Ten Long Deep Breaths
A research team from Massachusetts General Hospital looked at brain scans of people before and after they participated in a course on mindfulness meditation and published the results in Psychiatry Research. What happened? After the course, parts of the brain associated with compassion and self-awareness grew while parts associated with stress shrank.
Studies report that meditation can “permanently rewire” your brain to raise levels of happiness. If you’re having trouble getting started, try an app like Calm or Ten Percent Happier.
If you can be happy with simple things, then it will be simple to be happy.
Find a book or a journal, or start a website, and write down five things you’re grateful for from the past week. More if you have them! Once you get going it will become easier. But the key here is actually writing them down. I wrote five gratitudes a week for four years on my blog 1000 Awesome Things. Some people write in a notebook by their bedside.
Back in 2003, researchers Robert Emmons and Michael McCullough asked groups of students to write down five gratitudes, hassles, or events over the past week for ten weeks. Guess what happened? The students who wrote five gratitudes were happier and physically healthier. Charles Dickens puts this well: “Reflect upon your present blessings, of which every man has many, not your past misfortunes, of which all men have some.”
20 Pages Of Fiction
There’s a Game of Thrones quote I love that says:
“The man who reads lives a thousand lives before he dies … the man who never reads lives only one.”
We need to read books — real books on real paper — more than ever before. We spent over four hours a day on our cellphones right now. In a world of endless dings and pings we need to get back to single-tasking.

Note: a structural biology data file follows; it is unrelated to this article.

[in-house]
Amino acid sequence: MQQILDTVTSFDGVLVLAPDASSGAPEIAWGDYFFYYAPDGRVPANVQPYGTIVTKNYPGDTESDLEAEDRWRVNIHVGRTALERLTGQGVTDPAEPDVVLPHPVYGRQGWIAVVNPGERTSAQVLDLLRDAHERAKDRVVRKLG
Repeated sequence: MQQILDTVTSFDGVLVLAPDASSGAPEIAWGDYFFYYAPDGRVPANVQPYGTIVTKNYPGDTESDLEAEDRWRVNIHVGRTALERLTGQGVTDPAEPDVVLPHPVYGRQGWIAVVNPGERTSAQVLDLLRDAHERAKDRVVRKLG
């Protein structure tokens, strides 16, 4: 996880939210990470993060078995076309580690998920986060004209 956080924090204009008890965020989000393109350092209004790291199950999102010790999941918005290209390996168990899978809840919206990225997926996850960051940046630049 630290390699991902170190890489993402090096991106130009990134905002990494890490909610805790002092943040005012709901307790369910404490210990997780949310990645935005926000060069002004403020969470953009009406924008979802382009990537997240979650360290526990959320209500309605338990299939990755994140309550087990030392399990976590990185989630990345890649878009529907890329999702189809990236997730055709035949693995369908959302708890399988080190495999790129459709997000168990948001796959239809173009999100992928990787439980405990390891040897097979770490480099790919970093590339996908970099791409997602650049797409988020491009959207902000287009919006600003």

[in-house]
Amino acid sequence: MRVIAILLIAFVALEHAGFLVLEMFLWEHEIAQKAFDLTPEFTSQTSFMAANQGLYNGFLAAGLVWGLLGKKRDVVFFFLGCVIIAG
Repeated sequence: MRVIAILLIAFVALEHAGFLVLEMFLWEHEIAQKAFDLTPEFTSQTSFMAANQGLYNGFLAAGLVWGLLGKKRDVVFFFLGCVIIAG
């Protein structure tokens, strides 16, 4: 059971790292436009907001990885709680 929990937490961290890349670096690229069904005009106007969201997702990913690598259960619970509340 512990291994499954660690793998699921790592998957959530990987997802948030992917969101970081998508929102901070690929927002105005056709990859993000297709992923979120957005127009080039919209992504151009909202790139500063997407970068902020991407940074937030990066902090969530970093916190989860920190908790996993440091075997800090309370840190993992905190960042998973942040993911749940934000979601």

A 2011 study published in the Annual Review of Psychology showed that reading triggers our mirror neurons and opens up the parts of our brain responsible for developing empathy, compassion and understanding. What does EQ help with? Becoming a better leader, teacher, parent and sibling. Another study from Science Magazine in 2013 showed that reading literary fiction helps improve empathy and social functioning. And, finally, a 2013 study at Emory University showed MRIs taken the morning after test subjects were asked to read sections of a novel showed an increase in connectivity in the left temporal cortex. What’s that? The area of the brain associated with receptivity for language. The MRIs were done the next day. Just imagine the long-term benefits of cracking open a book every day.
So those are The Big 7.
We know it’s important to be happy first, and these are the seven ways to get there.
Remember: Just like riding a bike, doing a somersault, or juggling — you can learn to be happier.
Happy people don’t have the best of everything.
They make the best of everything.
Be happy first.
An earlier version of this article originally appeared in Quiet Revolution and Thought Catalog.